There are several types of satellite systems that can be adopted for this work, these include Low Earth Orbit (LEO), Medium Earth Orbit (MEO) and Geostationary Equatorial Orbit (GEO) satellites. Each of these satellite types comes with its own challenges. The GEO satellite can maintain constant transmission delay across multiple sites and a single GEO satellite is able to provide coverage for dense spotbeams [28]. However, GEO satellites comes with issues of long propagation delay, new technologies like edge caching can be used to mitigates this. While LEO satellite provides a lower propagation delay, it is not able to achieve a constant delay due to its constant movement and its smaller coverage area. However, the LEO satellites can be preferred due to its low propagation delay, the GEO satellites are preferred for multimedia communications due to high bandwidth and constant delay. The GEO satellites have also been used to implement 5G satellite networks [28]. The scenario considered in this paper is used to investigate the co-existence in terms of spectrum management for both broadband and IoRT use cases. It is on this premise, that a transparent GEO Satellite has been adopted for this work.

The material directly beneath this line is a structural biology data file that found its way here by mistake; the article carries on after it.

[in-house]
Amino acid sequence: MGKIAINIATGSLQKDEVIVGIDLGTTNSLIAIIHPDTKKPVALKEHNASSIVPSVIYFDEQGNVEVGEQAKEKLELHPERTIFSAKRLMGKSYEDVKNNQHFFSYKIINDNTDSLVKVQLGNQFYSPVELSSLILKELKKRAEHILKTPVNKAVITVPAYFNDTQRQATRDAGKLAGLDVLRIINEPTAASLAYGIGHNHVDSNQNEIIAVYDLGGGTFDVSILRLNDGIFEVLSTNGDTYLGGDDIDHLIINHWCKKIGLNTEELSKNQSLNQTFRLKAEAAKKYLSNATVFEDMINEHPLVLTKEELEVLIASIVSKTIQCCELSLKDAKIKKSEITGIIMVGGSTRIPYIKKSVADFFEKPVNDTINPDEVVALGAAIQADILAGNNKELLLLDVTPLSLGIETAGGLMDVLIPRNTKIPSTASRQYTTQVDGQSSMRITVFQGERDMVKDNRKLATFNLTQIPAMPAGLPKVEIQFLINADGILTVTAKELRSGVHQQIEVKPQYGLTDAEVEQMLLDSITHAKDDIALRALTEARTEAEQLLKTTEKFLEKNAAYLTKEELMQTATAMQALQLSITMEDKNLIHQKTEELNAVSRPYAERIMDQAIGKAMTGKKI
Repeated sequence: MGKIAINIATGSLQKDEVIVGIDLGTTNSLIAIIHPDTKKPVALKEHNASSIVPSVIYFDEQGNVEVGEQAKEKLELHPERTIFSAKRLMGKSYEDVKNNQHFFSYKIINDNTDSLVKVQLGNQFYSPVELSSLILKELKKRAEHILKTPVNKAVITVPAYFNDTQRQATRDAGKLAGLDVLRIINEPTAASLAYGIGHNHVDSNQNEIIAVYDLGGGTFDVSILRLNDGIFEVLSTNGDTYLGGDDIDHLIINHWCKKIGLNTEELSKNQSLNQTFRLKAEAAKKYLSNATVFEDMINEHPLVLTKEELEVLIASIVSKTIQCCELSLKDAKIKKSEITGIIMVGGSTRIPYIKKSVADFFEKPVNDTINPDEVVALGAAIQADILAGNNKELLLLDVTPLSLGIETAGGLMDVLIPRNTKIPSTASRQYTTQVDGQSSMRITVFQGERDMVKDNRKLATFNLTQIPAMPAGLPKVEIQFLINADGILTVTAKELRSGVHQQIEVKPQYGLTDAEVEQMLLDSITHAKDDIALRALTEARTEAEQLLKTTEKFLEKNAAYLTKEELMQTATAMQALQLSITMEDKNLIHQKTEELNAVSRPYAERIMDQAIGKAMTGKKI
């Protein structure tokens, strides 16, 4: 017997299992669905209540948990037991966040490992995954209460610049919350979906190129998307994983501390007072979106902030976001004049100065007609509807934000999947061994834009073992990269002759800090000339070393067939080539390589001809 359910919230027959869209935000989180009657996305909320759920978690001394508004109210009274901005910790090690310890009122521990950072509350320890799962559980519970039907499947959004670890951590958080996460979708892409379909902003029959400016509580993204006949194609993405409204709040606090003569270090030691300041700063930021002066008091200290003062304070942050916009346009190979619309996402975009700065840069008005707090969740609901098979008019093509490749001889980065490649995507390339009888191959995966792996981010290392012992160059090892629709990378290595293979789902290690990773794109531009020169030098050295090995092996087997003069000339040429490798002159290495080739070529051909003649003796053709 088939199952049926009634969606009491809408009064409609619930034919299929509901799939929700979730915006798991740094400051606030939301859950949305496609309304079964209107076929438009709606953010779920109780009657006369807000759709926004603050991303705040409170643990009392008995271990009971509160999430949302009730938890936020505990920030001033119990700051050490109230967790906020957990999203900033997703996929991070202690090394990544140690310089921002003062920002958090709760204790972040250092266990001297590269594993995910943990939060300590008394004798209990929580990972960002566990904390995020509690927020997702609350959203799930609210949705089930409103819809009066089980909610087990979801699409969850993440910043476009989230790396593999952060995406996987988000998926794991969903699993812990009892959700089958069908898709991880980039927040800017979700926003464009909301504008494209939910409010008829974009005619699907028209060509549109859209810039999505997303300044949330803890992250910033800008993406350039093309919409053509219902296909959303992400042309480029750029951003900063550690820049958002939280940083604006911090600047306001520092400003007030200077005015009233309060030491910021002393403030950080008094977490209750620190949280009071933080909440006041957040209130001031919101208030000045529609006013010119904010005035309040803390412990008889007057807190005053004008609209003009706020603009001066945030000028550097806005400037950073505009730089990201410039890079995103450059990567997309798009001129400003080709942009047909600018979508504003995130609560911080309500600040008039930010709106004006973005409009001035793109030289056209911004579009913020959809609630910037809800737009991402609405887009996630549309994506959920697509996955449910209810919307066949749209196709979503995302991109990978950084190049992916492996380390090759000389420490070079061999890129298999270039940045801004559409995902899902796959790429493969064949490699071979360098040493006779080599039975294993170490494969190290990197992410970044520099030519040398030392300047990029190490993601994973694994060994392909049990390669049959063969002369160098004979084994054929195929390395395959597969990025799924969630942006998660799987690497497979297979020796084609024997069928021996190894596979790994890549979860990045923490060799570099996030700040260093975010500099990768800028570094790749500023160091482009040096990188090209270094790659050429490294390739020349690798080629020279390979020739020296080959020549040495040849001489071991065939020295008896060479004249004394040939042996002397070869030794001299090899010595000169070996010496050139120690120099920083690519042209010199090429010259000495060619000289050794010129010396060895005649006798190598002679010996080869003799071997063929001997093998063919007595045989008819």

As shown in Figure 1, the satellite gNodeB located on the earth connects to UEs via the transparent GEO satellite. This setup supports simultaneous transmissions from the satellite gNodeB via the transparent GEO satellite to different UEs [29]. This transmission setup is envisaged to have feedback from the UE to the satellite gNodeB for not only link adaptation purposes but also to determine the transmission rate [30]. Hence, the UE is assumed to send Channel Quality Indicator (CQI) report via the transparent GEO satellite to the gNodeB located on the earth station at certain intervals. The reported CQI at the satellite gNodeB can then be used for transmission and scheduling purposes.